Monday, August 18, 2014

Not what County cricket is for, Michael !

On Test Match Special yesterday Michael Vaughan was discussing the tribulations of the Indian batsman Virat Kohli. He said that one of the reasons that Kohli, prolific on Indian wickets, had struggled badly in this series was that he was unfamiliar with English conditions and English wickets. This is surely true, but Vaughan's solution ought to have caused some furrowed brows at the England and Wales Cricket Board (ECB). Vaughan suggested that Kohli should come and play a season in County Cricket. He was not, I think, joking - it was a perfectly serious suggestion. There then followed a discussion with fellow commentator Ed Smith on the subject with the latter saying how much a young Rahul Dravid felt that his game had benefited from his one year with Kent in 2000!

Now County Cricket has a long tradition of welcoming overseas players into its ranks. Indeed my biography subject the Bajan John Shepherd was one of the earlier examples with Kent and Gloucestershire in the 1970s and 1980s. Stars like Shep, Viv Richards, Richard Hadlee, Garry Sobers, Asif Iqbal and many others enriched our game. There was mutual benefit. But In those days there was loyalty as well. It was customary for an overseas player to commit himself to a County for many seasons. Mike Procter was so much part of Gloucestershire that they renamed the county "Proctershire"!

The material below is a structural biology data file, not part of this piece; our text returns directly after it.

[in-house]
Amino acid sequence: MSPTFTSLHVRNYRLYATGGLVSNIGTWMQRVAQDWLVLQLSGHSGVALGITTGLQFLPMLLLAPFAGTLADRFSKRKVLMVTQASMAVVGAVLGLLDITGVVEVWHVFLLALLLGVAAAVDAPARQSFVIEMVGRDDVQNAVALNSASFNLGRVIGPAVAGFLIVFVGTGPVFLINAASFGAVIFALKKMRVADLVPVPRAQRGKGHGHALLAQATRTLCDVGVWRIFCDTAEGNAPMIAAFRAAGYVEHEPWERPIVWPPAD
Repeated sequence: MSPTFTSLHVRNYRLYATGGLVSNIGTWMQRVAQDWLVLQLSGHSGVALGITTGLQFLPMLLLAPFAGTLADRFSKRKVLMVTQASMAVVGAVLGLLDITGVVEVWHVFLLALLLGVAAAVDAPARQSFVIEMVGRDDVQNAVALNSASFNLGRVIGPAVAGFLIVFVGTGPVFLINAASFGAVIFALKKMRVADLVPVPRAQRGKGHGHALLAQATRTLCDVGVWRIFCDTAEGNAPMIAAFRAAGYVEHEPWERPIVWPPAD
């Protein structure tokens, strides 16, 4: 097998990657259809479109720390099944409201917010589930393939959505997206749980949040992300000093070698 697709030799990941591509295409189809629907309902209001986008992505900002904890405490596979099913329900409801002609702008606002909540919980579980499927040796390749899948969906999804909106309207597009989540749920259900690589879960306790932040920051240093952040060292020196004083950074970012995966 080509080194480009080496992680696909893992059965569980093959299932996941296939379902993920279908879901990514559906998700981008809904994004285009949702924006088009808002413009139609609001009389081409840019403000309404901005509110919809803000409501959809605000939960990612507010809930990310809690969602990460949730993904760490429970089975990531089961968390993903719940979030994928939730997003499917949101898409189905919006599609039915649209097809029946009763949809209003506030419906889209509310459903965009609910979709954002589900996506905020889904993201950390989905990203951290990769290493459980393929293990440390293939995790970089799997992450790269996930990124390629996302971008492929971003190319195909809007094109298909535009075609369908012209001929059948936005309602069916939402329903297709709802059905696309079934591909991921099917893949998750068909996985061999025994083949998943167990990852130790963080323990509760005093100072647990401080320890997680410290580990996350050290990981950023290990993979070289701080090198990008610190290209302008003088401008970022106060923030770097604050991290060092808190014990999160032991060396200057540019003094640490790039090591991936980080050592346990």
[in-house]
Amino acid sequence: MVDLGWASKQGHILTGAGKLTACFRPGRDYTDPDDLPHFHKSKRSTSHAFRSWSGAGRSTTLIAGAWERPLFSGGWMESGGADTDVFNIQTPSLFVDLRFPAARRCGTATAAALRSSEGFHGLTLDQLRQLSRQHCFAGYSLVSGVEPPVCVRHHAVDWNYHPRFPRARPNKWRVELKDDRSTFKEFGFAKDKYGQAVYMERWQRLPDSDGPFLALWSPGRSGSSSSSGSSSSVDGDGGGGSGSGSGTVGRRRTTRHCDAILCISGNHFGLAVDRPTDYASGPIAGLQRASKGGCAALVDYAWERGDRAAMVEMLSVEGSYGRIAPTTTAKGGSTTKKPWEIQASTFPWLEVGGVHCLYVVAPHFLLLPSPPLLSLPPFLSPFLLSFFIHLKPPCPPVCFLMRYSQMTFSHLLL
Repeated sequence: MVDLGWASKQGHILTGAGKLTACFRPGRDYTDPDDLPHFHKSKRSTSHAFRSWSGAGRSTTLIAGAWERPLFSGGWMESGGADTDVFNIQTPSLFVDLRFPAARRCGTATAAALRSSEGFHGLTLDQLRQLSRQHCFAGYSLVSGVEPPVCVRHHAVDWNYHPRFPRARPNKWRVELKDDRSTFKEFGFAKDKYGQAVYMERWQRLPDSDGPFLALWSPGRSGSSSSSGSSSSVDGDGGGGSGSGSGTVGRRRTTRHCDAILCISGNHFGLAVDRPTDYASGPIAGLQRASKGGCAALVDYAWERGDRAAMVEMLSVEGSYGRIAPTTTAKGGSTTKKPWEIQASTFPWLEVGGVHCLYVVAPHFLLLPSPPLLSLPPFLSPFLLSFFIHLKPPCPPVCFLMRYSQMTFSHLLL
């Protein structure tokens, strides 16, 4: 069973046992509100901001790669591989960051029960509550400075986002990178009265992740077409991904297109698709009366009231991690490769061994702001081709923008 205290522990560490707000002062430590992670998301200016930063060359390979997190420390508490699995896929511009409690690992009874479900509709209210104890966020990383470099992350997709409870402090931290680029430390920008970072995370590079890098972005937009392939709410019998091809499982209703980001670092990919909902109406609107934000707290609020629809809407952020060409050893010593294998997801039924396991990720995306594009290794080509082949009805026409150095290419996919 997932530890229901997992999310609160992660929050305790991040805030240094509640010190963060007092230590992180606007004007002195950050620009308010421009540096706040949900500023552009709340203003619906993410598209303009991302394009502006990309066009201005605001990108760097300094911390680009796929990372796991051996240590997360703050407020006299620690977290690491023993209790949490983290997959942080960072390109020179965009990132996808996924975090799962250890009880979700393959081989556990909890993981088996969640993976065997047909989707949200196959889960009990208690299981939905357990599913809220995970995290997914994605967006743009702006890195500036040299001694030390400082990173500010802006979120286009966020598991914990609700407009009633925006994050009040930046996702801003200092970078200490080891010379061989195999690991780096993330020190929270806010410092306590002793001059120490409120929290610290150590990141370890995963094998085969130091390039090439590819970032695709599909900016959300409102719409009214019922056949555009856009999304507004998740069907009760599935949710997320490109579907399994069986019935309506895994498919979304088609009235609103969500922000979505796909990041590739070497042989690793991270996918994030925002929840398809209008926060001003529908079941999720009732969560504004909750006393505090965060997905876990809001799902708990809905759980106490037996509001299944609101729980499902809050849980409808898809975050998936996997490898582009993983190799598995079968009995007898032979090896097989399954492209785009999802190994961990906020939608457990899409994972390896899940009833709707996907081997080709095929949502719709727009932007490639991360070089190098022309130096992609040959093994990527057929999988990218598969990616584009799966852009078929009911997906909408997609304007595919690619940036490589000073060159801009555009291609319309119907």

What Rahul Dravid did, and what Vaughan is suggesting Kohli should do, is quite different from these examples from long ago. He is suggesting that Kohli should have a season (no more) at a "Northern County" to teach himself about the English game. There would be some mutual benefit, no doubt, if he learned quickly and scored well for (say) Yorkshire. But Vaughan was not arguing the case from Yorkshire's perspective but from the Indian batsman's. Is that what the County system is for? To help struggling foreign batsmen improve their game?

Every match that a Virat Kohli appeared for Yorkshire he would be taking a place from an England qualified player. Would Joe Root or Gary Ballance or other young English players have progressed if they had had a place in the Yorkshire batting order blocked by a Kohli? 

Finally it's worth pointing out how the employment of Virat Kohli by a County would be financed. None of the Counties has a viable business model without the substantial subsidy it  receives from the ECB. Cricket fans pay for these subsidies via the highest International match ticket prices in the world and via our Sky subscriptions - mandatory, and expensive - if we want to see live cricket on television. So in effect we England fans would be paying for Virat Kohli to improve his game so that he can perform better against us next time India tour! As Fred Trueman would have put it "World's gone mad"! 

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